Paying for the right to jump the line has heavy social and cultural costs, according to Michael Sandel's new book, What Money Can't Buy, which he excerpted in the Guardian last week. He says:
To an economist, long queues for goods and services are wasteful and inefficient, a sign that the price system has failed to align supply and demand. Letting people pay for faster service at airports and amusement parks improves economic efficiency by letting people put a price on their time.But there is a social cost to this efficiency:
In airports, amusement parks and hospital waiting rooms, the ethic of the queue – "first come, first served" – is being displaced by the ethic of the market – "you get what you pay for".
And this shift reflects something bigger: the growing reach of money and markets into new spheres of life. ...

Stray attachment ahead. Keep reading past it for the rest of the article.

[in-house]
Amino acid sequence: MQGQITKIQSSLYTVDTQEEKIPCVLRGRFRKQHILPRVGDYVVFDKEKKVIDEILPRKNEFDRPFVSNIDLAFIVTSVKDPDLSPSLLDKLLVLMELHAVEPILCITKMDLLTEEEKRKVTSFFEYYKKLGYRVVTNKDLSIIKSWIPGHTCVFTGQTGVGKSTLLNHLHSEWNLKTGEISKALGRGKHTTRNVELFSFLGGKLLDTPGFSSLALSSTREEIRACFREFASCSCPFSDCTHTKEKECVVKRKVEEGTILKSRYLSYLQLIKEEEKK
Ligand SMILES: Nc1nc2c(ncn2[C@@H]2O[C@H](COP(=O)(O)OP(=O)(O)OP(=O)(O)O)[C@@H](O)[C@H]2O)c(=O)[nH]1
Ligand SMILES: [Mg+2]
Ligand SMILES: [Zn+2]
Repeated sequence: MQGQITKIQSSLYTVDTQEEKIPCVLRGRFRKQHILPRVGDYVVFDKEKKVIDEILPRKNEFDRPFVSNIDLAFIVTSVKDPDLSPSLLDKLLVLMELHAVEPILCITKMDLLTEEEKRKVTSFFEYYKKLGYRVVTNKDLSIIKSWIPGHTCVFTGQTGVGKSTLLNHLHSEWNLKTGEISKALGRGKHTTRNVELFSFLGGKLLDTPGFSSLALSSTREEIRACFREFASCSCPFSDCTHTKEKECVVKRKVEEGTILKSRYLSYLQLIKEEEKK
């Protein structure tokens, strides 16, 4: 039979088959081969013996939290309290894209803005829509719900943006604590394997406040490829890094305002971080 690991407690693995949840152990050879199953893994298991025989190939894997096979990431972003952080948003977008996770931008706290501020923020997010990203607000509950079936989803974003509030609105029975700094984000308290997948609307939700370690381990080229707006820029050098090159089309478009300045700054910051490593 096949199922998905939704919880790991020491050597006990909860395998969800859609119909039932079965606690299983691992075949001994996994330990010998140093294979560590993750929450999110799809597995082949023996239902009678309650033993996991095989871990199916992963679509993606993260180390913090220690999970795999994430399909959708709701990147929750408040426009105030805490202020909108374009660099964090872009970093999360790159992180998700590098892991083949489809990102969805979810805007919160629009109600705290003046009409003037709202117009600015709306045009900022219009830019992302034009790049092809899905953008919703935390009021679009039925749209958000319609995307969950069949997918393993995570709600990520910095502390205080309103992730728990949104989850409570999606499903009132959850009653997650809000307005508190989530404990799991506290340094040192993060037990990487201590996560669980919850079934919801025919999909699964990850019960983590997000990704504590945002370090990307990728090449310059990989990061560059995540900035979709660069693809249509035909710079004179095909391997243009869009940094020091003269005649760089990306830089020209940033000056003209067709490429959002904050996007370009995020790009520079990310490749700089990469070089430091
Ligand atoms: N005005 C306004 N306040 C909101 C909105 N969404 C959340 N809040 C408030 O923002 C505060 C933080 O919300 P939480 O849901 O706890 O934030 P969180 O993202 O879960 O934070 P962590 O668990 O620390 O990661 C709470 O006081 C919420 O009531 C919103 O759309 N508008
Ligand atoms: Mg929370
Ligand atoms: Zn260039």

Why worry that we are moving towards a society in which everything is up for sale? For two reasons: one is about inequality; the other is about corruption. In a society where everything is for sale, life is harder for those of modest means. The more money can buy, the more affluence (or the lack of it) matters. But also, putting a price on the good things in life can corrupt them. Paying children to read books might get them to read more, but it might also teach them to regard reading as a chore rather than a source of intrinsic satisfaction. Sometimes, market values crowd out nonmarket values worth caring about.Those values include civic responsibility, a sense of being part of a polity, cultural cohesion, etc. I'm sure we have all experienced the psychic value of being the one who gets to jump the line at least once in a while but perhaps more often the psychic cost of watching others do so.